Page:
Russia's aborted Star Wars


MOSCOW. (RIA Novosti political commentator Andrei Kislyakov) Part 2 of "New wars require new weapons"

In the summer of 1957, the Soviet Union performed its first successful launch of Sergei Korolyov's R-7 intercontinental ballistic missile (ICBM), and in the fall the Earth received its first man-made satellite.

But during that year the military primarily concentrated on launching a new fundamental anti-satellite project and developing an anti-missile defense.

For purely technical reasons, the first viable ABM project appeared in the U.S.S.R. before the anti-satellite project was launched.

In 1955, Grigory Kisunko, head of the special KB-30 design bureau, proposed an ambitious program for an experimental ABM system code-named "A." His plan was to use a fundamentally new method of determining the coordinates of a high velocity ballistic target and an interceptor missile - the so-called triangulation. The first successful tests on intercepting a targeted R-5 missile were held in 1960 but they were followed by a series of setbacks.

However, technical problems were not the only obstacle to the development of a domestic ABM defense. The A ABM system was ready to start combat duty in 1966, but that will be discussed in the next article. Soon after the first tests, anti-missile systems acquired a merciless rival - the anti-satellite program.

In 1959, Vladimir Chelomei, chief designer of the OKB-52 bureau, put forward a program for neutralizing enemy satellites. He also made every effort for his plan to oust the ABM project. He was helped by an event that could without any exaggeration be called the Soviet Union's military triumph.

On May 1, 1960, the new S-75 missile-air defense system eventually downed an American high-altitude reconnaissance jet, the Lockheed U-2. Flying at an altitude well out of range of Soviet MiG interceptors, these spy planes had been able to photograph whatever they wanted. But no longer. The whole world saw the photos of Francis Powers captured against the background of his wrecked aircraft.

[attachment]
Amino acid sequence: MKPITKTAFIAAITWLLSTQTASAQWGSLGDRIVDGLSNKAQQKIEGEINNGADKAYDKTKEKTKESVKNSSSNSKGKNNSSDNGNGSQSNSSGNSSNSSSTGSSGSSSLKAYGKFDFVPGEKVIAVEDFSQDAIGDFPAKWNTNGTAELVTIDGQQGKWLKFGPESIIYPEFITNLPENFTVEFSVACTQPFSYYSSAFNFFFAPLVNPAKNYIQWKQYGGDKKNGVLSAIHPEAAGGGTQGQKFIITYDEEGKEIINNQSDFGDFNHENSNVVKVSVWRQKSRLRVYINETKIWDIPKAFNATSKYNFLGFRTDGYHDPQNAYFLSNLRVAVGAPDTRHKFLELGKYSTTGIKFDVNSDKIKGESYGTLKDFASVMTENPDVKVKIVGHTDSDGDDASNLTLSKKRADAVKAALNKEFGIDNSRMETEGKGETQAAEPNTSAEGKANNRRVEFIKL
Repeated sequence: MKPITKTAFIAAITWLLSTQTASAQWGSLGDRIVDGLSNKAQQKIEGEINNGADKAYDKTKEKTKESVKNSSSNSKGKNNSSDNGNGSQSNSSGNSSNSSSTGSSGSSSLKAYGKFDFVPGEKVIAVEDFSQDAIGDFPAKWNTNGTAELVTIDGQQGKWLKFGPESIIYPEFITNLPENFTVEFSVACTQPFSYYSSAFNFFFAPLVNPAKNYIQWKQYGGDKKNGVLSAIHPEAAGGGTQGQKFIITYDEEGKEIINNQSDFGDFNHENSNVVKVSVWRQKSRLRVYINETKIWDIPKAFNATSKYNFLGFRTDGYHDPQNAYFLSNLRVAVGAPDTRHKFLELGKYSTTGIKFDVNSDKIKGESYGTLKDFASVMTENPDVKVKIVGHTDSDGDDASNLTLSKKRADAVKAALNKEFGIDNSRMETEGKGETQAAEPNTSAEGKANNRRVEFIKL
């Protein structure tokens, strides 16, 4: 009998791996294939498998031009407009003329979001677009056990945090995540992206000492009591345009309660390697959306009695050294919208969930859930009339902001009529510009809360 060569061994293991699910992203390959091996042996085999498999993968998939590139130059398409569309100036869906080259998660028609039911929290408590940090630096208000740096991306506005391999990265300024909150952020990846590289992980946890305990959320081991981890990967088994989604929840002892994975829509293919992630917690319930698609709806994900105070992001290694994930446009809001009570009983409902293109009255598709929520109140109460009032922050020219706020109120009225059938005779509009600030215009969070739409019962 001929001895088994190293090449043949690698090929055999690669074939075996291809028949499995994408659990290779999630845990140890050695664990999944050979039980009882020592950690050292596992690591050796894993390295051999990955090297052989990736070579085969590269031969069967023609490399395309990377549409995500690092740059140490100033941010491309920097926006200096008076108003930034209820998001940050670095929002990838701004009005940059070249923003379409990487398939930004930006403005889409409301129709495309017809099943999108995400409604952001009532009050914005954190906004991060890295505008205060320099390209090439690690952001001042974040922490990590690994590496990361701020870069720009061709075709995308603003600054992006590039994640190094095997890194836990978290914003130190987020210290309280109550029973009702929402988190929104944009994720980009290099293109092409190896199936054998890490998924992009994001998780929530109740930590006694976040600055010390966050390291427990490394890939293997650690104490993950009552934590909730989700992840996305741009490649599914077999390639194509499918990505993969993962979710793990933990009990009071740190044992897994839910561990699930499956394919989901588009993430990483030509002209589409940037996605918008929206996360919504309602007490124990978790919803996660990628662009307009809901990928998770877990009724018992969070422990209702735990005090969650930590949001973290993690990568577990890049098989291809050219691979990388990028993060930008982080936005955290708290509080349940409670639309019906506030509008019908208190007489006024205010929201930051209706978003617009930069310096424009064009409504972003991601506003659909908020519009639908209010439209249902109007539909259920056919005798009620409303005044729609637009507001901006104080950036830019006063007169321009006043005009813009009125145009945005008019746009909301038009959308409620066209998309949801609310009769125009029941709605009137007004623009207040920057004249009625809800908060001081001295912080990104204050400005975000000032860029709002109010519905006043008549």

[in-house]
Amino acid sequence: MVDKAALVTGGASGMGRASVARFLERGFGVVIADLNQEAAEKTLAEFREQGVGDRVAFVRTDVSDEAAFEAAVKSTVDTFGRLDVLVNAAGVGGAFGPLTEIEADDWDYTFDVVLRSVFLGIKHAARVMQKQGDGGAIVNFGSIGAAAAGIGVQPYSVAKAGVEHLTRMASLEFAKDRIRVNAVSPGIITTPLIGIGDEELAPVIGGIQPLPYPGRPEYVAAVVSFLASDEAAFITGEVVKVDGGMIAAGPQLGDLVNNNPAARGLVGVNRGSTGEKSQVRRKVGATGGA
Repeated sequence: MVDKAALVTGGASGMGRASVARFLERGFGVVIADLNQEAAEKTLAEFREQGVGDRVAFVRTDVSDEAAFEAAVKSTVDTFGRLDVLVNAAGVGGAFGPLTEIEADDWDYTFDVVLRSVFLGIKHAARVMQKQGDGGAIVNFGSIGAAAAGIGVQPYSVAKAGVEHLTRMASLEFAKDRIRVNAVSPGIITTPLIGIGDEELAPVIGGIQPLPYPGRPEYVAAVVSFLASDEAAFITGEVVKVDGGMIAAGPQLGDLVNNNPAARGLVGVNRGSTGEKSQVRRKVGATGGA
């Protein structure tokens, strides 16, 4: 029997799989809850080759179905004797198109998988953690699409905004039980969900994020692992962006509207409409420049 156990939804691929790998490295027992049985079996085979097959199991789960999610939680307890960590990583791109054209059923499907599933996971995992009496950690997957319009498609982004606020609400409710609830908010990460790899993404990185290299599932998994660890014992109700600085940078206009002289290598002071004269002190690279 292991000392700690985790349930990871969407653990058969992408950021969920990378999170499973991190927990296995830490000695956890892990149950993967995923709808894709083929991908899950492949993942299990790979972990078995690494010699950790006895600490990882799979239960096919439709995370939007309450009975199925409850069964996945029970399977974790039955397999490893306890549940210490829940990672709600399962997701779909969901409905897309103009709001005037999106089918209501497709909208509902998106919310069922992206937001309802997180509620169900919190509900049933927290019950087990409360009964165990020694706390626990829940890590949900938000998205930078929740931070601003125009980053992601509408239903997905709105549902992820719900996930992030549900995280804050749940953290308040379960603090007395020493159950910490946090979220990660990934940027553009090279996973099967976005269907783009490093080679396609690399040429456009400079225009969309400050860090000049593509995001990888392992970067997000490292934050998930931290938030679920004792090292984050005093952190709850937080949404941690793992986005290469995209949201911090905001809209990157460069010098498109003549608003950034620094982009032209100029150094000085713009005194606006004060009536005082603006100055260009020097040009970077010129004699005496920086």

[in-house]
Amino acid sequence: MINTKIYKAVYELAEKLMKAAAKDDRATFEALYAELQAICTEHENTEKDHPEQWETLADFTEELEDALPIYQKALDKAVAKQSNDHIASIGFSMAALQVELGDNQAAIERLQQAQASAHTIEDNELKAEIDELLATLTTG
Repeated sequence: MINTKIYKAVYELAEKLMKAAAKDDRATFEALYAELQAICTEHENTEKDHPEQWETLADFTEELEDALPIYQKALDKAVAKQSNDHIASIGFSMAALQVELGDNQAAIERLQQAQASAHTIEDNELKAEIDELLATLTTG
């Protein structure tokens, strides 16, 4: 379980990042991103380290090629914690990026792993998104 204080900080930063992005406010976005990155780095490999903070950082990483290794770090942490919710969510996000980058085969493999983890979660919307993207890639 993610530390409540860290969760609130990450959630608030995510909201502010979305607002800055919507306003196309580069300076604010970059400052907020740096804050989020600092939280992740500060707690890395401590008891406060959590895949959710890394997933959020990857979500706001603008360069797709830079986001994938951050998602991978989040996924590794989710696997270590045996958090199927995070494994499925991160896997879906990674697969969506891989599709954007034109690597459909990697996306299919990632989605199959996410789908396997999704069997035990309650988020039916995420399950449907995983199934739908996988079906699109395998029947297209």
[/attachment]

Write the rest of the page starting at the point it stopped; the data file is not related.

The Soviet leaders assumed with good reason that from then on the United States would extensively use spy satellites. Using his contacts with high-level officials, Vladimir Chelomei persuaded the government to exclusively pursue the anti-satellite program. Moreover, Grigory Kisunko wound up on his team, which was not good news for the ABM project.

"The administrative hierarchy in the KB-1design bureau [in charge of Chelomei's projects] was a mess. It served only one purpose - to isolate me from the OKB-30 design bureau and paralyze my work as ABM chief designer," Kisunko recalled. Incidentally, Nikita Khrushchev was an impulsive leader. His actions repeatedly brought the world to the brink of war and his homeland to the verge of economic collapse. In June 1960, he boasted that Moscow could destroy any spy satellite over Soviet territory.

The ill-fated Powers was exchanged for Soviet intelligence officer William Fisher (aka Rudolf Abel) on Berlin's Glienicke Bridge, but the Soviet Union was not prepared to make any deals when it came to strategic arms. Although Chelomei's killer-satellite program was totally isolated from the ABM project (it did not use its recent advances in radar support, for instance), the Soviet government decided to concentrate on both programs at whatever cost.

Moreover, Moscow set itself the aim of developing an unparalleled combat space station with anti-satellite lasers. In August 1983, then Soviet leader Yury Andropov made a sensational announcement that the country was stopping all work on space-based weapons. But the Salyut design bureau continued working in great secrecy on a military space station code-named Skif.

In his book about Soviet missile forces, Igor Drogovoz quotes an excerpt from the official history of the leading missile space corporation, Energia: "Two space-based military vehicles were developed along the same lines. They were fitted with different on-board weapons - lasers and missiles. The first vehicle's mission was to hit low-orbit targets, while the second one was designed to destroy targets in medium and geostationary orbits."

The plan was for the station to be tested during the first launch of a powerful new carrier, the Energia missile, in May 1987. Once again, the authorities decided to go all the way and launch a combat-ready model, albeit one without any expensive equipment.

An 80-ton 37-meter high station was completed in the usual hurried Soviet manner. Called Polyus (the Pole) for the media, the station was mounted on an Energia carrier and launched on May 15. Its control system went out of action during launch and the station sank harmlessly in the Pacific. After this setback, Mikhail Gorbachev, architect of perestroika, decided to give up on the Skif.

However, the concept of orbital military systems is still there and Russia can take it off the shelf anytime.

The opinions expressed in this article are the author's and do not necessarily represent those of RIA Novosti.

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